Slow scholarship is about resisting the pressure to reduce thinking to the imperative of immediate usefulness, marketability and grant generation. It’s about preserving the idea of scholarship as open-ended enquiry. It will improve the quality of teaching and learning. more> https://goo.gl/bpngGv

Why Overcoming Inertia Takes Two Whys

By George Bradt – As laid out in an earlier article on “Three Steps to a Compelling Message,” leadership stories to inspire change need to:

  1. Depict the platform for change (why)
  2. Create a vision of a better future (what)
  3. Lay out a call to action (how)

Scott Jackson provides a model leadership story in his book, Take Me With You, published this week. In particular, he nails the two whys it takes to overcome inertia.

  1. Why #1 – Why I Can’t Keep Doing What I’m Doing
  2. Why #2 – Why I Should Listen To You On This Subject

more> https://goo.gl/Dc74Ee

How Trump’s Plan to Reorganize Government Could Work

By Steve Goodrich – On March 13, President Trump issued an executive order for a Comprehensive Plan for Reorganizing the Executive Branch. It calls for the OMB director and agency heads to develop plans for improving the efficiency, effectiveness and accountability of agencies, subcomponents and programs within 180 days.

I am not naïve, and yes, I have seen this many times before. But if done right, with a strong foundation and a plan, it could work. It could also be another once-and-done exercise that demonstrates little to no value. Many administrations have conducted similar exercises, most of which faded with the political passing. The Trump executive order runs the risk of having little or negative impact, reducing readiness and demoralizing employees. It also has the potential to do great things for our country.

Here are a few suggestions for how to make it work.

  1. It must involve Congress.
  2. It should begin with a national summit that results in a strategic plan.
  3. Someone must be in charge.
  4. Reorganization must address vertical and horizontal programs.
  5. Reform must cross agency boundaries.
  6. Accept that some investment will be necessary.
  7. Leverage what you have before you throw anything out.
  8. Make hard decisions.
  9. Fix the foundation.
  10. Create a culture of sharing.
  11. Grow people.
  12. Address financial issues

more> https://goo.gl/CGO0zu

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The Future of Growing Cities Rests in Smart Transit

By Robert Garcia – Transportation isn’t just about moving people around; it’s also about moving goods. As home of the nation’s largest port complex, Long Beach has made significant strides to transport goods in more efficient and environmentally sustainable ways, and we are quickly becoming a model for ports across the globe.

Long Beach is now ranked in the top 10 cities nationally for walkability and bike-ability. And we have even used technology to make it easier for those who elect to drive, with apps like EZParkLB, which shows parking availability and pricing in real time. In addition, we have partnered with Mercedes Benz to launch an electric vehicle charger giveaway program to encourage more people to adopt sustainable technology.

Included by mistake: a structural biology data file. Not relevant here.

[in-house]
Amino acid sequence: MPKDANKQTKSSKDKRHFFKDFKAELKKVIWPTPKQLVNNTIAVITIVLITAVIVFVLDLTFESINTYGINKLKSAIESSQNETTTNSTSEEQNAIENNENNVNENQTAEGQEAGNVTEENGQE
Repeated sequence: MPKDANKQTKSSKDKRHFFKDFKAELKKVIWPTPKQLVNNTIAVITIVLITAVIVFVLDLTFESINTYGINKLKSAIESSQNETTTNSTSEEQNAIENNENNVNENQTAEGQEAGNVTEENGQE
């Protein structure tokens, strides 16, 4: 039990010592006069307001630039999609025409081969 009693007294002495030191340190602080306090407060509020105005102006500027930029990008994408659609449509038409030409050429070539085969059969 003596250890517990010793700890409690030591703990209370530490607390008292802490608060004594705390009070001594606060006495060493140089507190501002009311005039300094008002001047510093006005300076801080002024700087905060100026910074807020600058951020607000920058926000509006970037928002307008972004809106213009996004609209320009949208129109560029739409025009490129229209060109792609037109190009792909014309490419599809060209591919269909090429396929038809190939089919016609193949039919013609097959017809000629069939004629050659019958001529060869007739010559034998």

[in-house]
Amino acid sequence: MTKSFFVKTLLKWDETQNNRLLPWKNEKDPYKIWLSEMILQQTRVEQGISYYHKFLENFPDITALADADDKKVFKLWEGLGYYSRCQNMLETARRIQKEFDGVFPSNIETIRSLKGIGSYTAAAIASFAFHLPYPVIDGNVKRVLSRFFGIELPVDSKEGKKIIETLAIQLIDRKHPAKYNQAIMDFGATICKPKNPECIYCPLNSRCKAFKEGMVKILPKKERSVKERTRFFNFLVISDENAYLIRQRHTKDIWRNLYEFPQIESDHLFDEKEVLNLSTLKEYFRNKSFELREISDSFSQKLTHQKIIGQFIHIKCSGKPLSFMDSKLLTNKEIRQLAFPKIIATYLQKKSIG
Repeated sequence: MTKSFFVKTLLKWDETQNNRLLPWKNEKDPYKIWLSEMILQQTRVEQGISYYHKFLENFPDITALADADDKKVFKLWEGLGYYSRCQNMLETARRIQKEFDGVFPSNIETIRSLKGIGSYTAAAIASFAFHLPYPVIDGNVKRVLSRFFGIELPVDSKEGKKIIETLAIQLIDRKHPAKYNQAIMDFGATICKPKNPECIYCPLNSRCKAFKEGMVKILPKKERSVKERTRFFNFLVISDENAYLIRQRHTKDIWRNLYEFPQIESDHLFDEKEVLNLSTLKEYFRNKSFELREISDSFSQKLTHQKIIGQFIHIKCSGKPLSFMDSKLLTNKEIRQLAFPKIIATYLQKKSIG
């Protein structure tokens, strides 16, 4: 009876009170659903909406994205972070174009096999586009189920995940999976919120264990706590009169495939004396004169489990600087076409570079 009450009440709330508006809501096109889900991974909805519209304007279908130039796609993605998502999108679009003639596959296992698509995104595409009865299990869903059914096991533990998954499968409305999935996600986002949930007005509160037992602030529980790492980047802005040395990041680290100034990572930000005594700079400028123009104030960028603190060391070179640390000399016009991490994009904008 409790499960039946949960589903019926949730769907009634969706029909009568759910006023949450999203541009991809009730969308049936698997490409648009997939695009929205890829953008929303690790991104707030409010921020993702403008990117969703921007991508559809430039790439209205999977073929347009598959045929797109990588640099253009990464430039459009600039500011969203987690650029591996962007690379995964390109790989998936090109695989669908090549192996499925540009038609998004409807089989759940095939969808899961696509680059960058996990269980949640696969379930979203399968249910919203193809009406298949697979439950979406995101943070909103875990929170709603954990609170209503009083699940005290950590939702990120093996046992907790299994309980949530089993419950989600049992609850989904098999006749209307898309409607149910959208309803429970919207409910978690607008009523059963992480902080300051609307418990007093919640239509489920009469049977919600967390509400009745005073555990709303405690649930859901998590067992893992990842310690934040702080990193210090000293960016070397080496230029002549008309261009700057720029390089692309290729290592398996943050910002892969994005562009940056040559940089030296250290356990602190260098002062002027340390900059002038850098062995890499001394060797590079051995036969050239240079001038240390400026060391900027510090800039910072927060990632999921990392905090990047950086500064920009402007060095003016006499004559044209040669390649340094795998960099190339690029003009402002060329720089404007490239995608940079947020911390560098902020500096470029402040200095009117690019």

Through the Green Port Policy, the Port of Long Beach has successfully introduced smart technologies over the past twenty years, bringing us closer to our goal of becoming a zero-emissions facility. We have reduced greenhouse gases significantly by using electric equipment on the docks and are currently in the process of converting existing vehicles to clean cargo-handling technologies. Other advances include providing shore power for ships, allowing engines to be shut down, and on-dock rail that shifts more than 30 percent of the cargo shipments from trucks to trains. And our newest terminal, Middle Harbor, uses the most advanced automated technology available to move containers from ships and into economic markets throughout the country. more> https://goo.gl/XBpdXi

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Updates from Adobe

The Infinity Wall
By Charles Purdy – Inspired by the event space’s interior design—which involved curvilinear wood elements and sculptural wooden columns—the team came up with the “Infinity” theme.

“The interior had planes of wood, and there was a beautiful Zaha Hadid bench that looked like a tree trunk made of slats of wood,” says Vincent Rogozyk. “For this reason, we started designing with slats. The scale of the wall informed the scale of the graphics—the idea was to make the whole thing look like a giant object.”

Bałauszko and Michał Czubak brought the designers’ sketches to life, turning the biomorphic and geometric shapes into polished motion graphics. The final work comprised four basic scenes of abstract 3D kinetic animations that were programmed to morph and transition in a loop. “We designed using 3D software and Adobe After Effects CC, with the help of an offsite render farm,” says Rogozyk. “We definitely tested the limits of the hotel’s Internet connection.” more> https://goo.gl/JzQHRZ

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Your Brain as Laboratory: The Science of Meditation

By John Yates +- an define science as the systematic study of the natural world through observation and experiment, yielding an organized body of knowledge on a particular subject. The human mind is undeniably a suitable subject for scientific study, and one purpose of meditation is careful observation of one’s own mind.

This observation reveals consistent patterns that meditators share with one another and with teachers who direct their practice.

However, meditation is not simply passive observation, nor could it be, since the very act of observation is itself an activity of mind. Rather the meditator intentionally employs attention, awareness, and other mental faculties in a variety of ways to better understand the functional behavior of the mind. more> https://goo.gl/Pp47U6